Nothing may be more symbolic of the idea of immediate gratification than a cup of coffee from a French Press. All you do is put the grounds in, pour in boiling water, pop the top on and push slowly. Presto! Finished freshly brewed coffee without the wait for a coffee maker or percolator. You can buy the size press you need to have just as many cups of coffee as you want. The only problem is that we tend to leave the grounds sitting in the tank until we get home in the evening. During the day, the oils soak into all of the parts of the press until it's shiny innards are a dingy mess.
Rinse off the metal screen assembly on the end of the plunger in water as hot as possible whenever you use your press. Wash the glass carafe (or beaker), either in hot, soapy water or hot water and white vinegar. Unlike coffee pots and makers, soap can be used inside press beakers since there are no nooks, crannies or surfaces where the soap can stick to ruin the taste of future brews. Rinse everything well before the next use.
Take your press apart periodically to get the coffee oil out of the mechanism that actually compresses the coffee. The assembly at the bottom of the plunger consists of the press itself (with holes and a spring around the edge to slide in the beaker), a screen, to keep the grounds from floating around the finished brew and a frame to stiffen the whole thing so it doesn't flop around as it's pressed down. Most compression assemblies can be taken apart to clean the whole surface of each piece. You can soak these pieces in white vinegar or scrub them with baking soda to remove the oil that settles between layers.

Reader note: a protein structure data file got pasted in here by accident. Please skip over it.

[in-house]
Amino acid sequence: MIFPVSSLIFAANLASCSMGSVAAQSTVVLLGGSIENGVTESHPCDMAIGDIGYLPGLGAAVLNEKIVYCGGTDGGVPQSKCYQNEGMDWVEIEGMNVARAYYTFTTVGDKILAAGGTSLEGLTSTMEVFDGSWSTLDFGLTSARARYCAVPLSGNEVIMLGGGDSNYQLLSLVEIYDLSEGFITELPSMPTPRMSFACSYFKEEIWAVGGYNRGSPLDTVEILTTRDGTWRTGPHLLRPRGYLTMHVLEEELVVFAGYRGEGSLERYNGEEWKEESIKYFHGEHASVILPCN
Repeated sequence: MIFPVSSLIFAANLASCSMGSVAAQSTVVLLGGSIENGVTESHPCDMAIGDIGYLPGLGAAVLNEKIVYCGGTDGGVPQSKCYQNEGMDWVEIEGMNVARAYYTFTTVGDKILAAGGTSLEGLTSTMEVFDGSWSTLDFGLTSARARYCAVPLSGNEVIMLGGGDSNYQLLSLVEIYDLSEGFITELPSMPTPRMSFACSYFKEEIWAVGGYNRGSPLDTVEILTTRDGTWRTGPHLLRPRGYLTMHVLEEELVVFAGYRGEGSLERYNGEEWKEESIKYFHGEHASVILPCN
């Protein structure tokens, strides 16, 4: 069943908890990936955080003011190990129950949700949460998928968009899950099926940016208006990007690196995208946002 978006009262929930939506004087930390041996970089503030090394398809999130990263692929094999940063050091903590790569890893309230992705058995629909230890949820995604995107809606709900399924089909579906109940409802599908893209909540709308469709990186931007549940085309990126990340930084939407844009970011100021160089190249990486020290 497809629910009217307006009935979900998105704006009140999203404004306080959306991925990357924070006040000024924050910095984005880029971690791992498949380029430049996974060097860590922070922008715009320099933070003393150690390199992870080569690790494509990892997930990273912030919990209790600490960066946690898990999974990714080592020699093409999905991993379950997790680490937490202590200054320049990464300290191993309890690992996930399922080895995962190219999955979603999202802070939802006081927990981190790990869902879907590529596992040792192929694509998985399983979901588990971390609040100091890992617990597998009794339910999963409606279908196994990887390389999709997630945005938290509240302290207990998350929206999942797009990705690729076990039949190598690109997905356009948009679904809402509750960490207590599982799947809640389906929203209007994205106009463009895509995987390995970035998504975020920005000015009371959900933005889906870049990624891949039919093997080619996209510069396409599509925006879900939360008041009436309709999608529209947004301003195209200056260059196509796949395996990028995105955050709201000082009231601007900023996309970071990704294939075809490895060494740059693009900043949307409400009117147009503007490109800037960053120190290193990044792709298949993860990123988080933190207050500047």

Let vinegar and baking soda "boil " away the oil as a more aggressive method of cleaning the compression assembly. Pour in enough vinegar to cover the assembly as it sits at the bottom of the beaker and add a spoonful of baking soda. Replace the plunger instantly and move it up and down as the vinegar and soda interact. Since this can pit the metal or ruin a plated finish, be sure to know what your assembly is made of and use this method only for serious staining. Rinse carefully in hot water and vinegar before using again.
Be sure that the compression assembly is rinsed clean and dried before re-assembling. Dry all pieces carefully with a soft cloth and reassemble all the pieces in the proper order. If the frame and top are chrome or some other shiny metal, be sure to dry and buff to keep the press looking sharp and remove any liquid that might stain or corrode.
Tips & Warnings
- The main problems with French Presses are that the coffee cools off fast and the glass beaker has only a metal cage to protect it--hence the need for replacement parts. The makers who've made these stylish java jars for years now also sell insulated presses and covered beakers.
- Some makers offer replacements for the screen or the entire compression assembly. Since the replacements may approach the price of a new press, however, it might be worthwhile exploring some of the new models.
- Some people put glass parts in the dishwasher. Your mother and I will tell you that dishwasher detergents can pit glass and affect the taste of your coffee as well as the lifespan of your beaker.
- Photo Credit DRW & Associates, Inc.
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